• Even if your driver is accustomed to winter driving and manual transmission, don't underestimate how much more tiring it is to drive in a foreign country (and more so during the dark): other language, unfamiliar "habits" of signing, even "only" different colors of signs, traffic lights before vs. after the crossing, right before left (and that right may be lost if not used) instead of first-come-first-serve means that the driver will need more concentration than at home because many things that an experienced driver has automated won't work as automatically.
    For the Indian driver that would also include right-side driving.

  • For the Christmas days, plan and read ahead what will be open when. I'd expect cities like Prague and Vienna to have some Christmas market still open, but in smaller places they probably close at 24th noon at the latest.

  • I'd expect a rental car that is to go from Prague to Austria to be properly equipped with winter (or all season) tires, but it will likely not have chains. Which is IMHO not a problem in the sense that unless your driver is experienced with winter driving with chains, in case you get into conditions where you'd need chains, your best bet is to wait for the road to be cleared.

  • That is one secret how people with only medium winter driving experience get safely along: patience. Stick to main roads, if the conditions become bad, stay in one of the towns alongside (the whole region is densely settled) and wait until the road clearing trucks did their work. Continue when the road is clear again. And maybe don't be too proud to walk a bit and instead save your driver from the need to go into small towns in bad weather: the small roads in towns are likely to be worse than the main highways, so better park the car where the road is good.

All that being said, it's not something that I'd consider per se unsafe to do.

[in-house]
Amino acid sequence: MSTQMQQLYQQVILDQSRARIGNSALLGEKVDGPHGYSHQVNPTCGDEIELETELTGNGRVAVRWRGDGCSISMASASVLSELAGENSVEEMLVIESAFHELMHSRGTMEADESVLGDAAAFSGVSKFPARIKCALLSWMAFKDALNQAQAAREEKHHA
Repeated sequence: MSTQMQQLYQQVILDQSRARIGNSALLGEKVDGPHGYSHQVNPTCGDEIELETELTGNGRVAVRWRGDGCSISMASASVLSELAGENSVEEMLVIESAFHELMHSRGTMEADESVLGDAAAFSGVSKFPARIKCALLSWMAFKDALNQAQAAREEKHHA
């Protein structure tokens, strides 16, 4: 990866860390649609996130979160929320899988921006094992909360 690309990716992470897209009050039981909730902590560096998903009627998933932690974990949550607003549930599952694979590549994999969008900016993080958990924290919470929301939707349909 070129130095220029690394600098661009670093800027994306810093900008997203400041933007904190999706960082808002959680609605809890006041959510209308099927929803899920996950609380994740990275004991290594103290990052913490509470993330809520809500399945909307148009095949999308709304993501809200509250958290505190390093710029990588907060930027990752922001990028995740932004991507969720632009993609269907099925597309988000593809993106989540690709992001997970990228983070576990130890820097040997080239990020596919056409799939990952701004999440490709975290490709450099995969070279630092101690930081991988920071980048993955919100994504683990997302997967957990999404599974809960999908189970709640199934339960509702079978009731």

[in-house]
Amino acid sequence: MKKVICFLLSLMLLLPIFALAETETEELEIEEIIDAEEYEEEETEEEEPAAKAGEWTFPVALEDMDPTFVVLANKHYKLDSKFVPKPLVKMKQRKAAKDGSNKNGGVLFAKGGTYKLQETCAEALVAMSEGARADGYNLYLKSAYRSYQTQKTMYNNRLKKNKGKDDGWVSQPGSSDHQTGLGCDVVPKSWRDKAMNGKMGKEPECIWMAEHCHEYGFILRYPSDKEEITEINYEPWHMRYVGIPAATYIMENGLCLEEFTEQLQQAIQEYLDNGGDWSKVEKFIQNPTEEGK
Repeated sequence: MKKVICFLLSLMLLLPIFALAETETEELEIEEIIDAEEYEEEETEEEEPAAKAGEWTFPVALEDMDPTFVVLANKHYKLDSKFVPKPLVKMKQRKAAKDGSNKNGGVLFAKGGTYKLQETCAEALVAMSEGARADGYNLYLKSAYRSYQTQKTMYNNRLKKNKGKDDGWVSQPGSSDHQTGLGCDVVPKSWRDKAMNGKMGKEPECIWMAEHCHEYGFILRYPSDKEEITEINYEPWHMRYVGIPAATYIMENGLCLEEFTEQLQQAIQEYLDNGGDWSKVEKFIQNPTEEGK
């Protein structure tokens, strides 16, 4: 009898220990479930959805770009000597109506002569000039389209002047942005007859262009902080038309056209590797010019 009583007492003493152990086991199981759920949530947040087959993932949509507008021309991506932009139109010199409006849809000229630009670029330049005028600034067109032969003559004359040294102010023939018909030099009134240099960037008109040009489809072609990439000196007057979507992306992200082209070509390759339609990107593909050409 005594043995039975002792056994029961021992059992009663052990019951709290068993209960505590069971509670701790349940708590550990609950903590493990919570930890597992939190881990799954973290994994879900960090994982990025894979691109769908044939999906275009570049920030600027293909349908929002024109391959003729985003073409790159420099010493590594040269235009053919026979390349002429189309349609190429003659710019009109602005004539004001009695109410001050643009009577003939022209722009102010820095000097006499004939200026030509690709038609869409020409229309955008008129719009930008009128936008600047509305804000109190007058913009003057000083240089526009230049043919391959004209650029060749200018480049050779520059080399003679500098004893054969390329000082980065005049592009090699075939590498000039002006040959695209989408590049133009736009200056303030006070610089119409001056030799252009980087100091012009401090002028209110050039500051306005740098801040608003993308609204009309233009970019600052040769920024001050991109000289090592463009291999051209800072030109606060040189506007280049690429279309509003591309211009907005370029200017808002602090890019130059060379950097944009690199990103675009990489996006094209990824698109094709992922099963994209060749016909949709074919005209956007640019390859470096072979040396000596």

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If not, what are some good alternatives to travel to Salzburg apart from flying.

Assuming you are flexible, I would recommend going from Prague via Vienna to Salzburg on the train, with an overnight stop in Vienna. This way, you can see another major city.

Looking on https://tickets.oebb.at/ it takes 4 hours from Prague to Vienna with Railjet and you can buy tickets in advance -- called "Sparschiene" "saverails (railsave)" for 30 euros.

Looking on https://westbahn.at you can buy a ticket in advance for again around 30 euros and it takes around 2 hours 30 mins.

If you drive make sure you get "winter tyres" (Winterreifen). I found the motorways are generally fine. Sometimes when there is a lot of snow, it becomes slow single-file, which makes the journey longer.

I would recommend to get the train, however.

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I drove this several times and to be honest, I don't understand your question "is it safe...?". Please remember one thing - going by car over mounains in winter is never safe, you never know what can happen, on the other side, there is a very good road in the mountains between Prague and Salzburg.
Summary: if you are an experienced driver, don't think about it, it's just another standard Europe road which are well serviced especially on Austria side. Otherwise, take a bus/train/flight.

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As an alternative, google for "Prague Salzburg Limo". €379 gets six people and luggage in large car from Prague to Salzburg, and you can add stops on the way at sightseeing places.